Sir John, a world expert on the music of J S Bach, took the top honours at the Classic FM Gramophone Awards in London yesterday, one of the most prestigious dates in the classical music calendar.
He took the decision to release the music himself after the label Deutsche Grammophon pulled the plug on him in 2000 after nearly 20 years, just as he was about to embark on a tour of Europe performing all of Bach's 200 cantatas.
The label's decision was a serious blow to the project's budgets. But Sir John went ahead anyway and then set up his own record label to release the results.
James Jolly, editor of Gramophone magazine, said: "Sir John Eliot's Bach Cantata Pilgrimage in the millennial year 2000 remains one of the most ambitious and uplifting musical undertakings ever."
Sir John said there was no feeling of triumphalism. "But it's awfully nice that a project that cost huge effort and put one through the mill - in terms of the anxiety and in terms of the stamina needed for 89 concerts in 13 countries in one year - has been recognised."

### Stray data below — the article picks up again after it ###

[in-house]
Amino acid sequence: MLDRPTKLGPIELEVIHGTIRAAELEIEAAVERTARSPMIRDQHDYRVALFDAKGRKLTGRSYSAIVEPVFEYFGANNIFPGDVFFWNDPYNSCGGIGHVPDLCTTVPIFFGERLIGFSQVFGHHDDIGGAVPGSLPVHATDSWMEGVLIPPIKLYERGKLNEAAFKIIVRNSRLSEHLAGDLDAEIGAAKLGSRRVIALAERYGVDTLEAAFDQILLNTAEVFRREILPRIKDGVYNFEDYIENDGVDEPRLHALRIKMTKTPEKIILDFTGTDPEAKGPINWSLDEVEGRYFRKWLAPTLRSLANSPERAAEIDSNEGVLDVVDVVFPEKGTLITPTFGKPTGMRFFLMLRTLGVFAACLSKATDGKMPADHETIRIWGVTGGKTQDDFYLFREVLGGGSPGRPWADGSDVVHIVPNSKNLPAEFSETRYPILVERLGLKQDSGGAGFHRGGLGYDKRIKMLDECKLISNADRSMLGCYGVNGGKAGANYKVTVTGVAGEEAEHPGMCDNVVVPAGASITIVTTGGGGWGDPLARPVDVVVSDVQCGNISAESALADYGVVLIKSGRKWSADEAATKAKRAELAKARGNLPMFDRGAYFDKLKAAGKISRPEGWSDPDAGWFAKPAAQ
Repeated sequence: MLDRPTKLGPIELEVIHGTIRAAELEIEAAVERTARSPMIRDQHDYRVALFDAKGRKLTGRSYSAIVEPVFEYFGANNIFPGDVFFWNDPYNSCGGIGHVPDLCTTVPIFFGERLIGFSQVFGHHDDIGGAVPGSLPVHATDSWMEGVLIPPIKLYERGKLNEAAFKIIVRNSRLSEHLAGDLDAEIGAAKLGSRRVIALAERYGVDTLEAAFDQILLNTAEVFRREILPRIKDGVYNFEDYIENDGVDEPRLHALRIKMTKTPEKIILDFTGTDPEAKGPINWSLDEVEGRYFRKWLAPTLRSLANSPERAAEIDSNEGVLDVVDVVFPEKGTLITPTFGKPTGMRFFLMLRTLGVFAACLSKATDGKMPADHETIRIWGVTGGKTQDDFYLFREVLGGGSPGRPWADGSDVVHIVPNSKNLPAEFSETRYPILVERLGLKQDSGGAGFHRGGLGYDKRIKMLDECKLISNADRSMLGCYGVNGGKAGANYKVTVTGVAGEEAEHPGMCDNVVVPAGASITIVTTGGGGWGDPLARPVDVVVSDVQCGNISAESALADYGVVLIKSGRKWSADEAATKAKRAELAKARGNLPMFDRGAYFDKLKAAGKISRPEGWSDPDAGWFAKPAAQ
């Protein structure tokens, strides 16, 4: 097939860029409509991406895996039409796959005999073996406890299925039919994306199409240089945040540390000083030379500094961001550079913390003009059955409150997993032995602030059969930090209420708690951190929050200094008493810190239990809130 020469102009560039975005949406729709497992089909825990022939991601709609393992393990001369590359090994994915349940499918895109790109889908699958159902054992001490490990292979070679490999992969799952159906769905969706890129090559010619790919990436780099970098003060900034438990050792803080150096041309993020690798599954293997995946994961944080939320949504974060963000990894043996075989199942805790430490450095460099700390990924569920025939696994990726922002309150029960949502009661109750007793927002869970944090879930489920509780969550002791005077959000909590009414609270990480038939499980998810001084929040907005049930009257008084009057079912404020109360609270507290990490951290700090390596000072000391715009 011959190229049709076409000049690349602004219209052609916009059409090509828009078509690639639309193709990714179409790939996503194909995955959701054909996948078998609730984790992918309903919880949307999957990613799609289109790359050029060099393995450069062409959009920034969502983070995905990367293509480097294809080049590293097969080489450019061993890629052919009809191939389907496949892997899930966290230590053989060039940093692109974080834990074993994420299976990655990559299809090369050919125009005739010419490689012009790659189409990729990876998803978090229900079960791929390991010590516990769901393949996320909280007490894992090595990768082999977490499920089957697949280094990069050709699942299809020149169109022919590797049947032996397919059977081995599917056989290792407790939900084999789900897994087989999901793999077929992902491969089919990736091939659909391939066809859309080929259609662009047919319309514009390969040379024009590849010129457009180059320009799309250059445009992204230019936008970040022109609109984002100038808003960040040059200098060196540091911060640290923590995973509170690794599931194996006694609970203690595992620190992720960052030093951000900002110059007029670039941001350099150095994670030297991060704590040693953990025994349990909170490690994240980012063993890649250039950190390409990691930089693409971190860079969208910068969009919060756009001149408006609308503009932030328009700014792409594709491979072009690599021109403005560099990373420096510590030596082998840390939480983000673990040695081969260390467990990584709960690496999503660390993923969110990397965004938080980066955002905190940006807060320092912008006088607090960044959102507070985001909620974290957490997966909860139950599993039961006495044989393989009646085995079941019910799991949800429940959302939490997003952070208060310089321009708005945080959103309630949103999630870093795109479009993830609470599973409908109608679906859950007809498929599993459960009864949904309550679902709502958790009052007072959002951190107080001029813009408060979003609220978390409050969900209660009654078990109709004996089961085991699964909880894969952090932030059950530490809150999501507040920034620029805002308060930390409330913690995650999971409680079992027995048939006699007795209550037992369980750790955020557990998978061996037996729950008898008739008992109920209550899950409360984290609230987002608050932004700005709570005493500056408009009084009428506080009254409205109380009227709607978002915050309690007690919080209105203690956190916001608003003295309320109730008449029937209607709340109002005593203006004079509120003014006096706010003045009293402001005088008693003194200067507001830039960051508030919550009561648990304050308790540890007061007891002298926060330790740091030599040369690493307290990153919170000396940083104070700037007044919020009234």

Placido Domingo, who this year released a recording of Wagner's Tristan und Isolde won the Classic FM's listener's choice. "He really is the complete modern musician," Mr Jolly said.
The label of the year award went to the bargain-priced record company Naxos, which was praised for its "visionary zeal".
The Lindsays, the Sheffield-based string quartet who retired this year after 40 years, were given a special achievement award, while the artist of the year award was won by Michael Tilson Thomas, music director of the San Francisco Symphony. Marilyn Horne the great American mezzo-soprano, won the lifetime's achievement award, which was presented to her in New York last week.